Never Trespass on Private Property
By Dave Juliano (firstname.lastname@example.org)
Too many times we see amateur ghost hunters or kids who want a thrill
break into abandon buildings and get caught. Many of these
people also vandalize the property. Abandon houses and
buildings are private property. You are trespassing if you enter
the property. You also degrade the reputations of real
investigators in the process. I encourage anyone who
would like to see real research continue to turn in anyone you know of
that has trespassed or vandalized something while looking for
ghosts. Most police departments will take anonymous tips
and stake out an area if they know there are going to be more illegal
entries into a sight. There are so many places that amateur
ghost hunters and thrill seekers can go without trespassing but
apparently part of the thrill is the breaking and entering plus the
vandalism. Time after time the finger gets pointed at this
website as the reason for the vandalism. There are
disclaimers on all the pages telling people not to
trespass. The people who are responsible are the people who
decided to vandalism and trespass, period. Quite often true
researchers and websites are blasted in the news but in rare cases like
the one below, the journalists were responsible and respectful enough
to get our side of an event. I appreciate the opportunity
they gave researchers to be heard on the subject.
“Teens’ caper haunts real ghost-hunters”
Marissa Yaremich, New Haven Register Staff
WEST HAVEN — It’s often difficult enough for professional paranormal
researchers to convince skeptics that the intangible world of ghosts
and demons exists.
But add a group of thrill-seeking trespassers, stolen booze and the
police, as happened here last week, and the field’s credibility suffers
tremendously, ghost hunters say.
"It’s upsetting because I put so much time into documenting (the
paranormal) and going to these places ... that in a way this is a
psychological blow," said Christine Kaczynski, an independent
paranormal investigator who says she has documented ghosts and demons
nationwide for 30 years.
Last week, police arrested 17 teenagers and young adults on various
criminal charges in the break in at the West Haven Buckle Co. based on
a Web site’s claim that the site, dubbed "Hell House," is haunted.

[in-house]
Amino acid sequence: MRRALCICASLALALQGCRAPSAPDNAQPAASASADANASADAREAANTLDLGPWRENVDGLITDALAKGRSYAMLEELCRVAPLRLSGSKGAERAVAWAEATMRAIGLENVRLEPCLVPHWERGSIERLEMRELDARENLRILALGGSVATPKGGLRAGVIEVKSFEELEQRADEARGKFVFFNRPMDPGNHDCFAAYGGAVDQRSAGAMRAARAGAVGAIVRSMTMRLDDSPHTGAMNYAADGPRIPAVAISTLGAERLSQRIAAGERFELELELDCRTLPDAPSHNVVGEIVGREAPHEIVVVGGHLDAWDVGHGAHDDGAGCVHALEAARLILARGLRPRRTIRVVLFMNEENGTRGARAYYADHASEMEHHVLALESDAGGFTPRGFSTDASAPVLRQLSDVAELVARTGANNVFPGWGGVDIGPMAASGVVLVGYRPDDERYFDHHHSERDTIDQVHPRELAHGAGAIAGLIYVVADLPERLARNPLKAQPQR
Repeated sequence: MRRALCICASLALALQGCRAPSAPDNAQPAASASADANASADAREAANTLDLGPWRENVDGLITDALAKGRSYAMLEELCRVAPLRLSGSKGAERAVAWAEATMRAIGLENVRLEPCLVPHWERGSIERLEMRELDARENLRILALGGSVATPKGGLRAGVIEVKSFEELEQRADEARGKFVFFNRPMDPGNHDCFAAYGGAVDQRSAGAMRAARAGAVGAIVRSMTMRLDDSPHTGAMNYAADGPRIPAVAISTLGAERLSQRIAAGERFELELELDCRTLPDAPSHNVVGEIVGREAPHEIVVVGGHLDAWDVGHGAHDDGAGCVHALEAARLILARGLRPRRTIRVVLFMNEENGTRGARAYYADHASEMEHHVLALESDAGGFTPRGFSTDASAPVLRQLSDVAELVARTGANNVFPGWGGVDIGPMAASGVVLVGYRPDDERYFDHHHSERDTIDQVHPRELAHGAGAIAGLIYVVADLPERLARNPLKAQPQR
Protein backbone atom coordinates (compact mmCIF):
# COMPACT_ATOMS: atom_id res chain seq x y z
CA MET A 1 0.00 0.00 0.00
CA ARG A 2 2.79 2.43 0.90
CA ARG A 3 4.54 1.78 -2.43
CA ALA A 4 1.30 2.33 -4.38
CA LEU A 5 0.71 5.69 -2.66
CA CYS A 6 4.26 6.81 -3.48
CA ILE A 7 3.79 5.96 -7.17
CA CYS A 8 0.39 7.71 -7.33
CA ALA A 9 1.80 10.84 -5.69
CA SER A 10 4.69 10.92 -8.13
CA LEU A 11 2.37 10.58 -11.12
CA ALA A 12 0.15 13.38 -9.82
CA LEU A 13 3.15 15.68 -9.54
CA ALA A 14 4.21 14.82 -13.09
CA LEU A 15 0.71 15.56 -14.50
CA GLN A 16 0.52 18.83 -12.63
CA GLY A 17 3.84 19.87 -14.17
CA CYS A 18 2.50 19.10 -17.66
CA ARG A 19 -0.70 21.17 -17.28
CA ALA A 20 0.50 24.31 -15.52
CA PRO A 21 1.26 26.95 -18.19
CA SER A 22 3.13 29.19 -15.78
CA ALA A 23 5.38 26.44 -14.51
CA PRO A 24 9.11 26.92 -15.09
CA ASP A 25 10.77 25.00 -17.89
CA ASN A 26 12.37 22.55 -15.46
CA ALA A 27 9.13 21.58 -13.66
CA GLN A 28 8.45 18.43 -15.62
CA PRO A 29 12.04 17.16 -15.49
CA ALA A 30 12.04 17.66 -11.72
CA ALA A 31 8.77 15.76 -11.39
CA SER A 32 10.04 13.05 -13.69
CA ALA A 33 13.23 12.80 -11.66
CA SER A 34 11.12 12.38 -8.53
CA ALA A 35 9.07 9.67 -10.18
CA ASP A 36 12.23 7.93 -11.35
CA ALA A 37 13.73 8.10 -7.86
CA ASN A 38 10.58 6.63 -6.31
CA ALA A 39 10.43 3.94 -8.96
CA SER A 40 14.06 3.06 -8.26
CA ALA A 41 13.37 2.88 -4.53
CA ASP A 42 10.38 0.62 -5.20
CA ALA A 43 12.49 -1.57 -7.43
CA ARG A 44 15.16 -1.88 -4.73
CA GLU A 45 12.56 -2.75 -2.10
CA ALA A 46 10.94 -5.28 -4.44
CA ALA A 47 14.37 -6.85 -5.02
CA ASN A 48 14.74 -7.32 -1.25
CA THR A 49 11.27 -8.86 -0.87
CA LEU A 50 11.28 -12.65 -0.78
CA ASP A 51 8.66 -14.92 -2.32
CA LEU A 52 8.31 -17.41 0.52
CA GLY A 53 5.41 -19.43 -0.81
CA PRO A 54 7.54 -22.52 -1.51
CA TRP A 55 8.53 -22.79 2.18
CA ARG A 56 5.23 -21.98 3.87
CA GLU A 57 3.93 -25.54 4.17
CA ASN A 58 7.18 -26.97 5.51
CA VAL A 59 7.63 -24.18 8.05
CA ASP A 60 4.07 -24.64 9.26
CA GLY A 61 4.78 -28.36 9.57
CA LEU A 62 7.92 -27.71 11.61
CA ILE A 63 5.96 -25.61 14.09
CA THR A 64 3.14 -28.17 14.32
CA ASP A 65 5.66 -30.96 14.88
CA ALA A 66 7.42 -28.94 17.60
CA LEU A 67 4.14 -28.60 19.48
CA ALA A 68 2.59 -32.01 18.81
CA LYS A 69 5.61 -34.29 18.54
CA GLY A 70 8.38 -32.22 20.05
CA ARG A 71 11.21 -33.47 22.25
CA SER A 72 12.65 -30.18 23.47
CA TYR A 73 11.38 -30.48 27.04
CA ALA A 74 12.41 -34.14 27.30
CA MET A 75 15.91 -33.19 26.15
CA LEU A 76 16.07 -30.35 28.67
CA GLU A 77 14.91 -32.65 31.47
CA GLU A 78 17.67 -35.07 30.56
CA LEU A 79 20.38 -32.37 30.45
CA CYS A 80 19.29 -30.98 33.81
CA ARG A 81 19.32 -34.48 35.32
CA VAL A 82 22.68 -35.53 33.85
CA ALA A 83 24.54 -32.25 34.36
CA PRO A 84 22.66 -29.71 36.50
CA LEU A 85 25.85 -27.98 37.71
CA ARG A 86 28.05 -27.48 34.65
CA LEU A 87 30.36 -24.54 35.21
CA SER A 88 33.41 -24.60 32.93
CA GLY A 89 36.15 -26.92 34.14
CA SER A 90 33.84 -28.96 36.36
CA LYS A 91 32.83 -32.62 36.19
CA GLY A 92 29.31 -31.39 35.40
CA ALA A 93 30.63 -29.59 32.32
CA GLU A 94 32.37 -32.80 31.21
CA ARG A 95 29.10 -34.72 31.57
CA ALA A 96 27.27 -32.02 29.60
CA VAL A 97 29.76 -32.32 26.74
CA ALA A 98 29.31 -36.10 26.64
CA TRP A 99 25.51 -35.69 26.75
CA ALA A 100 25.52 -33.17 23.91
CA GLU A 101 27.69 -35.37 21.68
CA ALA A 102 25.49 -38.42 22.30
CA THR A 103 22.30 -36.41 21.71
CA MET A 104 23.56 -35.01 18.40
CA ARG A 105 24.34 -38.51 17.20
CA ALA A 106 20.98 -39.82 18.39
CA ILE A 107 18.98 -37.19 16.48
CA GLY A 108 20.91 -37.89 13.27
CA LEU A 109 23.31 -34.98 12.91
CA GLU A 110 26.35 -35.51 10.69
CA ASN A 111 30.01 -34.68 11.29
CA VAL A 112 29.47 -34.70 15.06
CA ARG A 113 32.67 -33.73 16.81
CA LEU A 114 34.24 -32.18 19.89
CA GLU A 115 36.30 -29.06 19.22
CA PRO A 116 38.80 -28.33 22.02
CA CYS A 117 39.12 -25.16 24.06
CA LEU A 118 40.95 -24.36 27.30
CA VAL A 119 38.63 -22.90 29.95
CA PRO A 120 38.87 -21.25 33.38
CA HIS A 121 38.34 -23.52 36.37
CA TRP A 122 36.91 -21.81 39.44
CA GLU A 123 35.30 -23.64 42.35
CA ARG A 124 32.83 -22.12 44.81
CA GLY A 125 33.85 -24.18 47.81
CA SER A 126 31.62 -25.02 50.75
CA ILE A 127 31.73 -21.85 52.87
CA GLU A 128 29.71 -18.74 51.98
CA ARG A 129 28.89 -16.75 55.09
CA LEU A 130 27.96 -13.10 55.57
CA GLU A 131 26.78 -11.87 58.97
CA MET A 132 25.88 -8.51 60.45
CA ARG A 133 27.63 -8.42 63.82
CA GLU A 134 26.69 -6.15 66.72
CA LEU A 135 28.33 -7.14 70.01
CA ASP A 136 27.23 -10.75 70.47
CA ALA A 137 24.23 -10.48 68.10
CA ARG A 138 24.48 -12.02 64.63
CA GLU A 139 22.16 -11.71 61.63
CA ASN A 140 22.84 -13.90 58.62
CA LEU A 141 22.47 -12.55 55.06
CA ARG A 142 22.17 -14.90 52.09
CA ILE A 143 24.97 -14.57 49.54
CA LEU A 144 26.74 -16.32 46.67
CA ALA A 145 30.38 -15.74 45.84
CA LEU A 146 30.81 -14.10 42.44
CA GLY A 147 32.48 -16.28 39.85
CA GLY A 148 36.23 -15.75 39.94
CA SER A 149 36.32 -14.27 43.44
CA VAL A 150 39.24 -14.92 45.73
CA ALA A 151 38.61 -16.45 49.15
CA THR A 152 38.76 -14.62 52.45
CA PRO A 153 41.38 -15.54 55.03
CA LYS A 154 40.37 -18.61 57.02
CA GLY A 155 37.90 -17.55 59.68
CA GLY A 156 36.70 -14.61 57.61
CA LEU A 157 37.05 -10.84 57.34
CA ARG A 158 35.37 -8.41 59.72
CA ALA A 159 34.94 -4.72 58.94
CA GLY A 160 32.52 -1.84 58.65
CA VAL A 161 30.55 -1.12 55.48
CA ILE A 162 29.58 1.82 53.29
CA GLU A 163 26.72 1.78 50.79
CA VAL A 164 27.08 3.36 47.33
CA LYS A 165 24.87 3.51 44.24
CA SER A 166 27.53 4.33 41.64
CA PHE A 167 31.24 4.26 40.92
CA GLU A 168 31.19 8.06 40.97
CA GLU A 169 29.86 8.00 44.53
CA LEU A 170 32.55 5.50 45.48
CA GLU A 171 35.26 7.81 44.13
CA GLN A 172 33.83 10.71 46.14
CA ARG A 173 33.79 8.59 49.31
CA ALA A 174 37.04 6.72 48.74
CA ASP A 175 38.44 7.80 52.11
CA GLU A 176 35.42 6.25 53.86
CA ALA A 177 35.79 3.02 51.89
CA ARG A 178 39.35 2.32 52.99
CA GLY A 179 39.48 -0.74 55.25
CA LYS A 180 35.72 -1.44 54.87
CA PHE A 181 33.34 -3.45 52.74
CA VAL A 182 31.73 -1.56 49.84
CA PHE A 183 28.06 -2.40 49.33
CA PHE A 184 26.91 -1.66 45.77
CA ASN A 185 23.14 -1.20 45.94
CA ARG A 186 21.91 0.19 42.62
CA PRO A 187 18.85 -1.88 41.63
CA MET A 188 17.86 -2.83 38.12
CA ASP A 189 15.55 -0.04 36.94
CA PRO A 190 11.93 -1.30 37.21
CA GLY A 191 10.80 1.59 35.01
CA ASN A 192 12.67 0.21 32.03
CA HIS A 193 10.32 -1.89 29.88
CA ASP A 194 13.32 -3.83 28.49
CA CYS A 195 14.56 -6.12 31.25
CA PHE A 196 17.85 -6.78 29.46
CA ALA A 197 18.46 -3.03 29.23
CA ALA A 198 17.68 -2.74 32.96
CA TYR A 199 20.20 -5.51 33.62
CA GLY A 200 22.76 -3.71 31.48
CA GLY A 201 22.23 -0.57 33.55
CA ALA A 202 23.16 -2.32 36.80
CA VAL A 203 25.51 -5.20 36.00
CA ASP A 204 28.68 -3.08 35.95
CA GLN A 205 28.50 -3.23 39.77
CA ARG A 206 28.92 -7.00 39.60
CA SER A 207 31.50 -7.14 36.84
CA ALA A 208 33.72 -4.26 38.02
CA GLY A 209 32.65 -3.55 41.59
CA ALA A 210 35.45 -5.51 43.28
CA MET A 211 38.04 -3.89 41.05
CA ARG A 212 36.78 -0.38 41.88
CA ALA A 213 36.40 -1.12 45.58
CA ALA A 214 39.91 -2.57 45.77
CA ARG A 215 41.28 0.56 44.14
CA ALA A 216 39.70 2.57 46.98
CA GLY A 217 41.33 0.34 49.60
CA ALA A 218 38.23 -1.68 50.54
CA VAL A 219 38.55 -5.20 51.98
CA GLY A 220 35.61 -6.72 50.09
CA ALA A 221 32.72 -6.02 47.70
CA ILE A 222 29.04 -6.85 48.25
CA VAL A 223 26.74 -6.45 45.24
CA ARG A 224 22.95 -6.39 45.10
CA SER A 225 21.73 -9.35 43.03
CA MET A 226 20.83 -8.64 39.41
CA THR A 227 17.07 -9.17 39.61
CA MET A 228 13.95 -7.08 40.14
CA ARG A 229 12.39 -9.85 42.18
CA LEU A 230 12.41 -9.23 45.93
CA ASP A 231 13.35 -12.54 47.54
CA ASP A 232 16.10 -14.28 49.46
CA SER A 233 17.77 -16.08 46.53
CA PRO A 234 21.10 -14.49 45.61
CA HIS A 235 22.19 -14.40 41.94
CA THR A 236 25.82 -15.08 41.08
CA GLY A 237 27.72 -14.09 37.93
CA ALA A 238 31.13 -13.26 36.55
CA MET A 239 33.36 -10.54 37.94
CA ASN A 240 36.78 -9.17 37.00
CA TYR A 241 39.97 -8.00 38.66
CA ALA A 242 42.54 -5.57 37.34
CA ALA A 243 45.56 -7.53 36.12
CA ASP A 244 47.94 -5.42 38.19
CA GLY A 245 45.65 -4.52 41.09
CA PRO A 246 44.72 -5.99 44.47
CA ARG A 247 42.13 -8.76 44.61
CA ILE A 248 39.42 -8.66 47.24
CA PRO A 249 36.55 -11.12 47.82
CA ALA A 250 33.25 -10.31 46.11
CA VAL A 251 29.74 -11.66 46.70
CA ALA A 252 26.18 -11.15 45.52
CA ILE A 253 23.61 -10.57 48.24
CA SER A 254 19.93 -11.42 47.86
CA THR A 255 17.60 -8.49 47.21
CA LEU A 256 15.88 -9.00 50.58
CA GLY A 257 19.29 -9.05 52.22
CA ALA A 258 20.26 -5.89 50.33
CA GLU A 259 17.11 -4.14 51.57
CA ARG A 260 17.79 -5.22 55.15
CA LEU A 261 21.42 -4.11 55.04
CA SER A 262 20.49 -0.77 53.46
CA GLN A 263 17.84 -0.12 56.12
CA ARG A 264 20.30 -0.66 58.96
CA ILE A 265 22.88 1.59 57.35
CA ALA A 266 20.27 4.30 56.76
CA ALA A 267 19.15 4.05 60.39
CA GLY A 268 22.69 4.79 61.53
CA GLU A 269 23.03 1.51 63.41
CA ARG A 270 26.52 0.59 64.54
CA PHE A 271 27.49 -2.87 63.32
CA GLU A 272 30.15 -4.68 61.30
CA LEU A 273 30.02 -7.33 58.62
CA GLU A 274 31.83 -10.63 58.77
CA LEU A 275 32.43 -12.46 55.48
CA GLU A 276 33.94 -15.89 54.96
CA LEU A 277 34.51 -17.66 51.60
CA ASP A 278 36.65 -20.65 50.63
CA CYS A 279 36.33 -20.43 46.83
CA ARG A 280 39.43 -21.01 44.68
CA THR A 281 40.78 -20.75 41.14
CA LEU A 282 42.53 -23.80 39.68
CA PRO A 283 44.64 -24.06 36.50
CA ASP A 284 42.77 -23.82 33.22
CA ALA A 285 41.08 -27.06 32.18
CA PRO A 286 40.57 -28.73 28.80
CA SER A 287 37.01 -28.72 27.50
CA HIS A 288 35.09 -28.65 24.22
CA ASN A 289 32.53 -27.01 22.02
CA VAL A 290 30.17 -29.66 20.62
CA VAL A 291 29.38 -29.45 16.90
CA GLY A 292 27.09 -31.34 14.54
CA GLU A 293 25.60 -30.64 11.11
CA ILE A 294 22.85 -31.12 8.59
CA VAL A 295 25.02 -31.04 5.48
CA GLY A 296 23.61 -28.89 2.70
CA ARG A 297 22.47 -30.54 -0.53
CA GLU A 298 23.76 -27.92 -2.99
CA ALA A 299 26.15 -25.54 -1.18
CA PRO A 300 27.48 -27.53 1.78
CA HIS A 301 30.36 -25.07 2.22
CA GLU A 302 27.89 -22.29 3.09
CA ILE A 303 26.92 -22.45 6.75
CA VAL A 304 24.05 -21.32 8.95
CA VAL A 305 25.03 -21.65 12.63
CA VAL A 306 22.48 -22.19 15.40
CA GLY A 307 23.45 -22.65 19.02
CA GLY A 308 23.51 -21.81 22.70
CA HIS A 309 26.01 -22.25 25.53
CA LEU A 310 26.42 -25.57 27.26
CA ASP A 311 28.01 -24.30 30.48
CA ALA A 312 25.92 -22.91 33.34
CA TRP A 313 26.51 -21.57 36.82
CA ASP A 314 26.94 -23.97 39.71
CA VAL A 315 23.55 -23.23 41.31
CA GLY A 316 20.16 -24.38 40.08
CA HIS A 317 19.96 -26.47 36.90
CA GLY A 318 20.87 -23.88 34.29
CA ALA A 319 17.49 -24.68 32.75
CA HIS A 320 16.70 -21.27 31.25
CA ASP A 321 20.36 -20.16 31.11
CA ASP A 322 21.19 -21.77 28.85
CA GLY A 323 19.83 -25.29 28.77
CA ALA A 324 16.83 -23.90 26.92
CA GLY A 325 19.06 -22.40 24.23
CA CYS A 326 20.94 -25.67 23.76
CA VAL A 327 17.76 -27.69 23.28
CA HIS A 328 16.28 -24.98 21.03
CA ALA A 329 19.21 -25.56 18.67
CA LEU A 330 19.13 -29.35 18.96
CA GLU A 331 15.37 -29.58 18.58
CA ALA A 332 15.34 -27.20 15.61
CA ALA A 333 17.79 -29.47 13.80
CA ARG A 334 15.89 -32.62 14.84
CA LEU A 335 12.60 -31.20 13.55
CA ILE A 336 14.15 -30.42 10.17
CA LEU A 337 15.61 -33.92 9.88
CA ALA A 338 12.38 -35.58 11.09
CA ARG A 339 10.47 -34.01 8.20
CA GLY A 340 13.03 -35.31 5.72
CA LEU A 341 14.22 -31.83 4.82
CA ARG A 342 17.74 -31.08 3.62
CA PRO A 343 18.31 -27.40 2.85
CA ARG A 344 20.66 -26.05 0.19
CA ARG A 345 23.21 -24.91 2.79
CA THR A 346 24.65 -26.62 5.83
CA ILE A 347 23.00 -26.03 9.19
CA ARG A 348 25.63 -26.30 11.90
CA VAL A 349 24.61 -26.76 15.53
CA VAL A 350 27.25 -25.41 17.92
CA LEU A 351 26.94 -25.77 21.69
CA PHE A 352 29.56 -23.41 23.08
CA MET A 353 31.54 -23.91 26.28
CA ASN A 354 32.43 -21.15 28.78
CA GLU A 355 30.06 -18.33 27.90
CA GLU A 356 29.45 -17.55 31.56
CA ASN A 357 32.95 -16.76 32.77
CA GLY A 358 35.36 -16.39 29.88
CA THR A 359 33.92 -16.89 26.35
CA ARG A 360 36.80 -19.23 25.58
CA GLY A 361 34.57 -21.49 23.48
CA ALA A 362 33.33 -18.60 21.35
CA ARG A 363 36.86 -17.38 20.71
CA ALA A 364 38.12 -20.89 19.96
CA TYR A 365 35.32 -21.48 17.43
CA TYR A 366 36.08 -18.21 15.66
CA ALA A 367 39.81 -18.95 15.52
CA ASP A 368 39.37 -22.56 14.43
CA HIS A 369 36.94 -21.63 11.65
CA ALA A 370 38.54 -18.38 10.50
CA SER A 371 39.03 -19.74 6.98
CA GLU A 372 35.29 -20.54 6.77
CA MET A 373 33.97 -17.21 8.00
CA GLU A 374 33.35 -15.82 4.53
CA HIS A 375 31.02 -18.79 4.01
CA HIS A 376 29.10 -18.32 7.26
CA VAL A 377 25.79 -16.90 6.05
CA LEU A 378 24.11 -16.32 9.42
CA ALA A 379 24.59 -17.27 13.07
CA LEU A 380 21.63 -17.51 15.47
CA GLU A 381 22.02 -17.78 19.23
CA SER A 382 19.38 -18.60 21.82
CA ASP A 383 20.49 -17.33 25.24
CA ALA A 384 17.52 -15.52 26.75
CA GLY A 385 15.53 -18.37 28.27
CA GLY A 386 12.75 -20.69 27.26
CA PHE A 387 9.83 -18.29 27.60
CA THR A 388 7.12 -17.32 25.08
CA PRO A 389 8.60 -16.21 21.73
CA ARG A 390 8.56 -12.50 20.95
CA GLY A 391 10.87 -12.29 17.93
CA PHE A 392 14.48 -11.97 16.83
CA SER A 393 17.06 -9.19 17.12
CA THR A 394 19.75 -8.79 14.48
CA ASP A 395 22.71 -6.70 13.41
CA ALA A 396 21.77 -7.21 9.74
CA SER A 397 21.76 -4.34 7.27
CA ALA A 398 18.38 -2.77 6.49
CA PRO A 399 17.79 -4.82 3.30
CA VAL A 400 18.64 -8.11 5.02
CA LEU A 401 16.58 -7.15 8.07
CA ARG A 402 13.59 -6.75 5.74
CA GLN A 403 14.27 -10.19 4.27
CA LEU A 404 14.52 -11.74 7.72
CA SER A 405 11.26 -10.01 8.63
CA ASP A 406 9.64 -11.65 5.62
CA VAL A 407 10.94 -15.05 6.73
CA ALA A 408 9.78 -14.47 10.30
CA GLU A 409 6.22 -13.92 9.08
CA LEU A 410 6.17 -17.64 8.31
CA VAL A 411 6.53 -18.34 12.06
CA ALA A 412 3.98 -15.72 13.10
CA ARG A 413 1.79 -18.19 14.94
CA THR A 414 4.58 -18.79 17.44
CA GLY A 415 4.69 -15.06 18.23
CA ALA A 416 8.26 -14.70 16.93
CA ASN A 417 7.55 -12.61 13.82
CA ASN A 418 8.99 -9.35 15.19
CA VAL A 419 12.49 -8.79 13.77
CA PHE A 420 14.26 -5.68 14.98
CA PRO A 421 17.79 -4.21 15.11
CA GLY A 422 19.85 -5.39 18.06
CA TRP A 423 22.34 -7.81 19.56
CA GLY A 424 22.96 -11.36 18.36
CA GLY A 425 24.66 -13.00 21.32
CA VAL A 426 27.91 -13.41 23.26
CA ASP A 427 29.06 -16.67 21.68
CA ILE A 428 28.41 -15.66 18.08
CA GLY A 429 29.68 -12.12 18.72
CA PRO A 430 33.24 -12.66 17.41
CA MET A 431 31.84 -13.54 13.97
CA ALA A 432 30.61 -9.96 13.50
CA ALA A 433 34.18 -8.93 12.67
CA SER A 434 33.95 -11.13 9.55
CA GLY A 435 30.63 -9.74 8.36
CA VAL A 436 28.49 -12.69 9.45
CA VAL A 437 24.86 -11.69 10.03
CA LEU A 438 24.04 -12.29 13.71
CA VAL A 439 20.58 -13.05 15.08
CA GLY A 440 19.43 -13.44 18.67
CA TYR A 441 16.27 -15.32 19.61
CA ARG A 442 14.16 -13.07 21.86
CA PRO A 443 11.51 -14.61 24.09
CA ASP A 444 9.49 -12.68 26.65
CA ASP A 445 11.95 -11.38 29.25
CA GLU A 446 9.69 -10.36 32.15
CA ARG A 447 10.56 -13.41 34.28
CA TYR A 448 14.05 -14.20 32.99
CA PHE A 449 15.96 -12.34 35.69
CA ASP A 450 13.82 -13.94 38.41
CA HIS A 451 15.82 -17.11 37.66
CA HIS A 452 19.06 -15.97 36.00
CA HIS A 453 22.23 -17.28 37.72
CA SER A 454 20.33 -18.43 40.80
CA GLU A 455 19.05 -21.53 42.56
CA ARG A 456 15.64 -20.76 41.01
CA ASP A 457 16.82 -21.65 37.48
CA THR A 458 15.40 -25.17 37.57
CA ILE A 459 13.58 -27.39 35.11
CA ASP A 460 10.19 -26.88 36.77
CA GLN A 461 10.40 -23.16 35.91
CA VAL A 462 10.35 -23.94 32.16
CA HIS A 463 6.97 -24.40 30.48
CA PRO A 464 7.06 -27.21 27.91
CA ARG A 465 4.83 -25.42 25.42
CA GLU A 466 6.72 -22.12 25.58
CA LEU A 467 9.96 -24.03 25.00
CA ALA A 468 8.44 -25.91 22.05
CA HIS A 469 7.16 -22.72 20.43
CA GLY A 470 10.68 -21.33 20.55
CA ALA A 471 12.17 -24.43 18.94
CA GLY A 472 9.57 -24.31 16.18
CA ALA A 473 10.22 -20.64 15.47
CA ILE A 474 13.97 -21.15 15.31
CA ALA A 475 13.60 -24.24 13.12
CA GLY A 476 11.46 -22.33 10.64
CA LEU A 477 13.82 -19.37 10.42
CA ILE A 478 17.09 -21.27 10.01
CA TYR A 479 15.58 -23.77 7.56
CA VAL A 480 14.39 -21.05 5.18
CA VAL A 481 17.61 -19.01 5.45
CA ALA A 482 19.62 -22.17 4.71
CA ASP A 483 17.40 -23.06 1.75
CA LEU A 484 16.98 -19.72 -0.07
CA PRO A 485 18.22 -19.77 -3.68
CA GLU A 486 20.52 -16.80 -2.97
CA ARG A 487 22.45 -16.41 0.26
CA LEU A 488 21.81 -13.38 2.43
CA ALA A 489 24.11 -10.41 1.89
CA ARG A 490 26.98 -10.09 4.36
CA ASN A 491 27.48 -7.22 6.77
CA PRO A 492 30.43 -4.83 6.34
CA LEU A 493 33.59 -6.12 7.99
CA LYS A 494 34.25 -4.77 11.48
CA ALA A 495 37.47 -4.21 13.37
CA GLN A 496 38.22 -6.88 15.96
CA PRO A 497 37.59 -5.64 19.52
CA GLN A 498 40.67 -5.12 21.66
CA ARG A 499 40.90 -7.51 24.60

Some of the suspects also face burglary and larceny charges because
they allegedly broke into a boarded-up restaurant near the Campbell
Avenue buckle factory and stole numerous bottles of liquor.
They proceeded to indulge in the alcohol inside the factory as they waited for apparitions to appear, according to police.
With police now on heightened alert for trespassers, Kaczynski said
she’s concerned that the group’s illegal actions will affect bona fide
paranormal researchers visiting public locations.
"Those kids brought down our credibility a lot, because it will make it
more difficult to investigate (public locations)," she said.
Kaczynski is also an organizational member of the New Haven Ghost
Trackers, which always obtains permission before accessing sites of
paranormal interest, she said.
John Zaffis, also a paranormal investigator and director of the
Paranormal Research Center of New England in Stratford, said he too is
disappointed by the youths’ so-called ghost-hunting.
"I’m definitely, definitely, not in favor of someone partying or
drinking during investigations, as it alters your state (of mind). You
need to be very careful during investigations," he said.
In addition to posing a safety danger in an unstable building, Zaffis
said such searches mostly lead to unnecessary property damage.
The youths in West Haven, though, were not arrested for damaging property inside the buckle factory.
With more than 1,000 paranormal cases and 32 years of experience behind
him, Zaffis said such arrests take away from the scientific importance
of paranormal research.
"It’s important to have people with you who understand and are involved
in this work, so you don’t get into (such) major situations," said
Zaffis, who is a worldwide lecturer and teaches basic ghost-hunting
courses at the Paranormal Research Society of New England
The site on which the West Haven youths allegedly based their search,
www.shadowlands.net, is reputable among professionals, who often rely
on its collections of urban legends, personal ghost sightings and
hauntings as a resource, said Kaczynski, who has her own Web site,
Shadowlands founder and co-director, Dave Juliano, added that "too
often" the Web site gets blamed for delinquent actions, despite posting
warnings against trespassing.
"I am very glad (the youths) were caught, and hopefully this will
remind people to stay out of places unless they have permission" from
the property owners, Juliano said in a written statement.